St Isaac of Constantinople – God’s infinite mercy
In the Name of the Father and of the Son and of the Holy Spirit, one God. Amen. Dear beloved, let us remember Saint Isaac of Dalmatian Monastery in Constantinople, may the holy saint pray for us!
The price of sin is death (Romans 1:28-2:9 and Ezekiel 18:20-23).
Sin weighs on us daily, and the burden is heavy, and it gets heavier the more we fall. And yet, we should not fall into desolation, for desolation is one of the weapons the evil one will use against us (the other being pride).
God is patient, and His love is infinite. He does not want us to fall into sin, nor does He delight in our falls or our deaths. There is a story told to us by St Germanos of Constantinople (found in the book “Return: Repentance and Confession, Return to God and to His Church” by Archimandrite Nektarios Antonopoulos):
There was once a Christian who was overcome by the demon of fornication, and sinned this way every day. And yet, every day he would confessed his sin with tears in church, “Lord have mercy on me and take this temptation from me, because I am overcome by sensual pleasure and there is no person in whose face I am capable of seeing Your pure image and of taking joy in Your most sweet countenance.” He would leave church and then fell into sin again. However, he did not despair, but would confess his sins with repentance in church again, and again, for around 10 years. God, in His infinite love and patience, did not give up on this Christian. God waited.
One day, this Christian sinned yet again, and ran back to church, fell on his knees, and sighing from his heart, cried out loud, asked God to take pity on him and help him from sinning again. The evil one saw that the man’s repentance was defeating him, appeared in form to this Christian, and shouted, “Why do You pursue me, Jesus, Son of God? Your infinite compassion defeats me. Why do you accept this impure fornicator who lies to You and spurns You every day? Why don’t You just reduce him to ashes with a flash instead of showering him with forgiveness? You are not just, because You overlook man’s faults. As for me, You cast me down from Heaven and did not pity me at all.”
A voice boomed from the altar, “You evil and destructive one, your pride that consumes you to want to swallow up the whole world, and yet you cannot leave this man who asked for my forgiveness. Can you show me his sins that would equal to the blood I shed for the salvation of sinners? My sacrifice and death atoned for his sins. When he came to you with his sins why were you gleeful? And I, who am merciful and good, and commanded my Apostle Peter to forgive his brother seventy times seven a day, or four hundred and ninety times, that is without measure, why should I not forgive this man? In my kindness I do not turn anyone away, even if that person comes to me countless times a day and then leaves me again; for I came into the world not to call the righteous but sinners to repentance.”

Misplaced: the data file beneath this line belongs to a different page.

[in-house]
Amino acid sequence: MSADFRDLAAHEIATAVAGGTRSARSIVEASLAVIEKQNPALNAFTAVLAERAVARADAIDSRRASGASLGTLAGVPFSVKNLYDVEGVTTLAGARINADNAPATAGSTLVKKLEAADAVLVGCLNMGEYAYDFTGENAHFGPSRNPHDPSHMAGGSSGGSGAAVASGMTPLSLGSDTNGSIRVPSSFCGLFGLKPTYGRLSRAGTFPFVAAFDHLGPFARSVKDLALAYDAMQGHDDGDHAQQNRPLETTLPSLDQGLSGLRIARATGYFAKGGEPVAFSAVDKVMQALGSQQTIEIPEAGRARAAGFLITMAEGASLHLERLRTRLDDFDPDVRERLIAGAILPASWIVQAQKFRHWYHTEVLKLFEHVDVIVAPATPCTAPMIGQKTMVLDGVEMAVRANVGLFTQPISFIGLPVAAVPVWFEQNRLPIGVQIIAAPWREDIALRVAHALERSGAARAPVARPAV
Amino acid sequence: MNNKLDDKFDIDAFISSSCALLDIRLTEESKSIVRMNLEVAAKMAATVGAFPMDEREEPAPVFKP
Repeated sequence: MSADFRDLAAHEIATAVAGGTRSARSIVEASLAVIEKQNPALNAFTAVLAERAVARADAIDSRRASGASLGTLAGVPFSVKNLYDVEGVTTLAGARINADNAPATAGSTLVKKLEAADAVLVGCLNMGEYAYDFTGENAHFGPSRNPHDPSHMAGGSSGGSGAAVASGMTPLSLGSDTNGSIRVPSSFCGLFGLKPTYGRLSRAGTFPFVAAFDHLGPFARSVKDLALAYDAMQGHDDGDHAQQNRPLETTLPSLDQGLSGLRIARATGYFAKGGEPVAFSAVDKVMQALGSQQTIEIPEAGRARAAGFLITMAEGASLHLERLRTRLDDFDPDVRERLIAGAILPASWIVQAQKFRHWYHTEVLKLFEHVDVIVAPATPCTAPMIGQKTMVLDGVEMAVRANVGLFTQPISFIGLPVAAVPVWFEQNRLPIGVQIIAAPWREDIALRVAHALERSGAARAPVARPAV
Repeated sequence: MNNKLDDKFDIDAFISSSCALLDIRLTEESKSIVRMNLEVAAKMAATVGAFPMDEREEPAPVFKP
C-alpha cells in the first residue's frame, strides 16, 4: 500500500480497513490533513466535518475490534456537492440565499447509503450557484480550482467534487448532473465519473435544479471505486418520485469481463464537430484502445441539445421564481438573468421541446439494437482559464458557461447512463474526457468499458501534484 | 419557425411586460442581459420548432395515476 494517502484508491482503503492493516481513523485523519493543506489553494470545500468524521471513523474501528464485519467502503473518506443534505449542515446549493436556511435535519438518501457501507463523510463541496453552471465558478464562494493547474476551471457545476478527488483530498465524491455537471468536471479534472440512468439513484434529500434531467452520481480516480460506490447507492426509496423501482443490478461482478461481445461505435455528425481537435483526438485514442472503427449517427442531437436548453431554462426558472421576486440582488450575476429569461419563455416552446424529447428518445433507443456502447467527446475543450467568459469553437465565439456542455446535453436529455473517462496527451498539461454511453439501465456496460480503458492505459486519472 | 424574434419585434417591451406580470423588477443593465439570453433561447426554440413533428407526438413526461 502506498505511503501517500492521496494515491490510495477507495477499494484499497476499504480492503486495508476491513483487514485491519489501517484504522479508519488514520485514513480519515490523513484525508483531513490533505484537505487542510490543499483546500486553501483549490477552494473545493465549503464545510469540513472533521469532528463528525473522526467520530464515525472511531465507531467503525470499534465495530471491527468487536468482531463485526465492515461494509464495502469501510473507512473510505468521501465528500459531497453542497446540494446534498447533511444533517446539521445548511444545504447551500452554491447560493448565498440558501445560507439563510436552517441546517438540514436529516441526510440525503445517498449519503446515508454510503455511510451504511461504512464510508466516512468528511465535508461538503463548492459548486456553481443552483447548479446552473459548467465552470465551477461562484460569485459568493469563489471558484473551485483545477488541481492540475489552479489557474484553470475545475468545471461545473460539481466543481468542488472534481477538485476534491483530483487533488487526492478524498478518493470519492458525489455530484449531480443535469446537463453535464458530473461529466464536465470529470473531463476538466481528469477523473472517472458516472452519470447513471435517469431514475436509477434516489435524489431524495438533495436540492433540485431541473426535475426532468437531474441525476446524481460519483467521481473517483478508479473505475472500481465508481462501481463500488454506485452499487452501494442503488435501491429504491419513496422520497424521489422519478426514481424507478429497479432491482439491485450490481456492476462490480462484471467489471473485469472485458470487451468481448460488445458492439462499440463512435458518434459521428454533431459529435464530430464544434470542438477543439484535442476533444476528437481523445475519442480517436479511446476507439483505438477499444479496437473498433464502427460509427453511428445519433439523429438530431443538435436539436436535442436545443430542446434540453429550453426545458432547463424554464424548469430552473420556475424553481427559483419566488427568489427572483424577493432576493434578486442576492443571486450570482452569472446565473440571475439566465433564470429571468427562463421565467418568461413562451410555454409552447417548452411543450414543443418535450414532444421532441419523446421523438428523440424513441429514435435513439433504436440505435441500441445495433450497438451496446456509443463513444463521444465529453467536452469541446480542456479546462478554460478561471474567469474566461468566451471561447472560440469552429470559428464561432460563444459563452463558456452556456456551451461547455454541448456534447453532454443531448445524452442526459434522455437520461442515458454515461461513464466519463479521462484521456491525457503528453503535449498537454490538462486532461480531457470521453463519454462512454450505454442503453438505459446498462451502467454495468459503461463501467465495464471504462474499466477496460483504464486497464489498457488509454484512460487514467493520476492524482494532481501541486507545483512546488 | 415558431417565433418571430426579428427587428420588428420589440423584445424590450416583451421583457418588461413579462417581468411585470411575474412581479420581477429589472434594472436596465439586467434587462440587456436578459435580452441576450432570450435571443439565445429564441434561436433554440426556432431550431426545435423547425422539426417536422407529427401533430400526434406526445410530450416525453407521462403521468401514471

The evil one stood trembling and rooted to the spot. Then the voice again said, “You deceiver and enemy of Truth, of what you accused me of, I am indeed just, as I find man so I shall judge him. And since he humbled himself before me in repentance, confessing his sins asking of my mercy, I will take his soul now and I will give him a crown of a saint, for he endured for so many years trusting in my goodness and did not despair of his salvation.”
The Christian prostrated on the floor of the church before the icon of Christ crying with repentance, and died. A cloud of holy angels appeared and received the soul of the man with glory and joy, and brought him to the place of rest. Then the wrath of God fell upon the devil like flames.
The price of sin is death, and yet, God does not punish us with death. He intends life for us, eternal life. When we pray the Psalms (Psalm 6:1-5 and other penitential Psalms), we are returning to God every time we fall into sin. We know and have faith in that God does not forsake us. We call His Holy Name, as we rely on His infinite mercy and love, “Lord Jesus Christ, Son of God, have mercy on me, a sinner.”
Let us close by praying the thanksgiving prayer:
It is truly meet to call thee blest, the Theotokos, ever blessed and most pure, and the Mother of our God. More honorable than the Cherubim, and more glorious than the Seraphim, without corruption thou gavest birth to God the Word: True Theotokos, we magnify thee.
O virgin Theotokos, rejoice; O Mary full of grace, the Lord is with thee. Blessed art thou among women, and blessed is the fruit of thy womb, for thou hast borne the Savior of our souls, Jesus Christ our Lord. Amen.
St Matthew 5:27-32